Monogamy is Not the Default
Contrary to what you may have been taught, monogamy is not the default setting for all human beings. Polyamory and non-monogamy are not new concepts; they have existed throughout history and have taken many forms. The reality is that many people choose monogamy because our social and legal systems have been set up to support monogamous relationships, but that doesn’t mean it is the gold standard for all people. To suggest that you have a right to determine how anybody’s else’s consensual relationships are structured is egotistical and absurd.
If I have learned anything over the years, I can tell you that when it comes to sex, no one tells you everything about what they are doing and how they are doing it. They just don’t. But the shaming and policing of women’s sexuality isn’t solely about what they may (or may not) have done; slut-shaming is perpetuated based on the shape of someone’s body, what clothes they wear, how they express or speak up for themselves. And the way in which we sexualize women’s bodies (and BIPOC bodies are often hyper-sexualized and shamed in extraordinarily damaging ways) as if they are asking for commentary from others suggests that no matter what you do, no matter what you look like…you are asking for it. I call bullshit.
Get the “Slut Myth” Out of Your Head
What do you call a woman who proudly has sexual experiences and doesn’t follow the arbitrary sexual guidelines of her respective culture or peer group? A human.
If someone has ever called you a slut or a whore, please know that your worth is not measured by another person’s expectations of your body or your actions. It’s hard, I know — as a person who has been talking openly about sex and sexuality since my teens, I have been labeled this way many times. I have lots of fantasies about going back in time and replying to the word, “slut” with: “I’m sorry that you have been taught to feel so badly about yourself that, in turn, you feel the need to disparage someone else’s sexuality. I can only hope that one day you feel as empowered by your body as I do.” It may be a fantasy for me, but I hope that it becomes reality for you.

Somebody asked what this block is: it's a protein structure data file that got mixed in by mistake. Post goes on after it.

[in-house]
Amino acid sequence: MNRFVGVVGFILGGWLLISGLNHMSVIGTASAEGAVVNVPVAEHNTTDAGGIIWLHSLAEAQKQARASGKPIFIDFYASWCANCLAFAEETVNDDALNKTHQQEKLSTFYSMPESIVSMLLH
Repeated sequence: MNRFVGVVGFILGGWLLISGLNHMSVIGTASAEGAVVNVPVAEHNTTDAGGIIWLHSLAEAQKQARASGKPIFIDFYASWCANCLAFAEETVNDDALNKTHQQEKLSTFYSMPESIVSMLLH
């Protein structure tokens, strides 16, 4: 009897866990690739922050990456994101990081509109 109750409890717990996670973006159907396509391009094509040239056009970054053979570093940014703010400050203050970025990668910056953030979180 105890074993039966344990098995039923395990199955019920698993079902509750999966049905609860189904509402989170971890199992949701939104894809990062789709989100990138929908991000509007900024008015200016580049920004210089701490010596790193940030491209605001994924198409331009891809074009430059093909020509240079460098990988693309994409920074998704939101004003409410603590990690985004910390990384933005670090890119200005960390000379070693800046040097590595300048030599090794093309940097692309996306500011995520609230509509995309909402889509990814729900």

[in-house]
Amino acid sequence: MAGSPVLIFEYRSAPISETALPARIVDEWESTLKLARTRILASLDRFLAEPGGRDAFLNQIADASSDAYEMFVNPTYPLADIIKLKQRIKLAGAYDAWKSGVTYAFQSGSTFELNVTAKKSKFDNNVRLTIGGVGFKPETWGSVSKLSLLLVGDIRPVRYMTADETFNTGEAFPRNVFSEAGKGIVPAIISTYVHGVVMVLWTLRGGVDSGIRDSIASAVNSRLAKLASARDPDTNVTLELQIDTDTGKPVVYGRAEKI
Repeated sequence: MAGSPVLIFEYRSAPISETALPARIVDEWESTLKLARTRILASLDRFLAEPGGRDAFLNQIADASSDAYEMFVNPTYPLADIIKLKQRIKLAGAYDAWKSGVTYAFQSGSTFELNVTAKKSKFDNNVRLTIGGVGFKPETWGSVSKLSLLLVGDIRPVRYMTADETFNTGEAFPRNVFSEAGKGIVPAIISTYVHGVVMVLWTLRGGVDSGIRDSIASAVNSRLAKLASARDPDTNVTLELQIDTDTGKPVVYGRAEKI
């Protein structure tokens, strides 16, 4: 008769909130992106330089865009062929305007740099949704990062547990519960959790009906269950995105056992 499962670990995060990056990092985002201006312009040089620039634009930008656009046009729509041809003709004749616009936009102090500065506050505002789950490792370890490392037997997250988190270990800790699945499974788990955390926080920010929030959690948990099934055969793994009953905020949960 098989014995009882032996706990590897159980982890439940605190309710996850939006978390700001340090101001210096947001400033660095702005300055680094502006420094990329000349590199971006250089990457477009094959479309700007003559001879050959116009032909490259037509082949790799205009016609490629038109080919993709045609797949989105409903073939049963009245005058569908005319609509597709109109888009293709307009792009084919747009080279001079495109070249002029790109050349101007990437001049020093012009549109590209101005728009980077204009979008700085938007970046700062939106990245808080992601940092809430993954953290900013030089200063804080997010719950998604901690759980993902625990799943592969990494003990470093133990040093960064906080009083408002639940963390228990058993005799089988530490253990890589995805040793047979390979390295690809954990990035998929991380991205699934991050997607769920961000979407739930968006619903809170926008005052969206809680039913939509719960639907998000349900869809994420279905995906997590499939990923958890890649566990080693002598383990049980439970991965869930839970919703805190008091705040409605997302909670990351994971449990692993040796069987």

If you have “slut-shamed” someone in the past, I ask you to reconsider your actions. Why is it that trying to make someone feel small or worthless makes you feel good about yourself? What if instead of judging someone’s choices (or assumed or rumored choices) we simply gave other people the freedom to determine what was best for them? Why are we so narcissistic that we think our personal beliefs should apply to everyone?
But I also encourage you to forgive yourself for any slut-shaming you’ve committed in the past — whether toward others or yourself. Society pushes the slut myth on us from a young age, and so it’s hard not to fall for or internalize it. It’s never too late to hold yourself accountable and it’s never too late to change.
Let me end with this, in case my perspective wasn’t already clear:
- You get to decide what you want to do with your body.
- You get to decide how you want to express your body, your gender, and your sexuality.
- You have the right to bodily autonomy and agency.
- People who judge you or shame you are making it abundantly clear that they do not deserve to be a part of your decision making and your intimate life.
And if you’re still reading this and disagreeing with me, let me put it into a broader framework for you. Decisions about sex that are rooted in guilt and shame have never had positive, healthy outcomes. Never.